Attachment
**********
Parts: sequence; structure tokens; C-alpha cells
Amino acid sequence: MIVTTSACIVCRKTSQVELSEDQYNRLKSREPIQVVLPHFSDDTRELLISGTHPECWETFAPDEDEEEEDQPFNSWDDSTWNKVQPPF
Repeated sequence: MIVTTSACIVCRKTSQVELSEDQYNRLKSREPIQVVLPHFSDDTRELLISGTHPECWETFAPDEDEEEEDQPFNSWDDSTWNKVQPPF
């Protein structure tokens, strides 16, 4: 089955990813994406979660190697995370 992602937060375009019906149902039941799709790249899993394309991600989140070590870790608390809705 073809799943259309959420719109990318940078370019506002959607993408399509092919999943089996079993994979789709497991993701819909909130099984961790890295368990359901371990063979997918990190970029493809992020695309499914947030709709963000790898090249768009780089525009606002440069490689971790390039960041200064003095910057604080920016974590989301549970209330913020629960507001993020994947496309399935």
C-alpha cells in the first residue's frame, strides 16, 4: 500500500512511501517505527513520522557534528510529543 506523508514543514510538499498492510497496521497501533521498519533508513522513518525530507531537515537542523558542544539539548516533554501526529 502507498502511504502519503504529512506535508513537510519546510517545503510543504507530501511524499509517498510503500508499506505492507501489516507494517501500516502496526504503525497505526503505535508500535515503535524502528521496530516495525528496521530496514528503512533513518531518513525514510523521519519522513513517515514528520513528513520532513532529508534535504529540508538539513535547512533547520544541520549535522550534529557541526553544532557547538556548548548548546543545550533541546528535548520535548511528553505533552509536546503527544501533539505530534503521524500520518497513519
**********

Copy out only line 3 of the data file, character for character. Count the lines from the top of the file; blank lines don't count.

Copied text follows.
Repeated sequence: MIVTTSACIVCRKTSQVELSEDQYNRLKSREPIQVVLPHFSDDTRELLISGTHPECWETFAPDEDEEEEDQPFNSWDDSTWNKVQPPF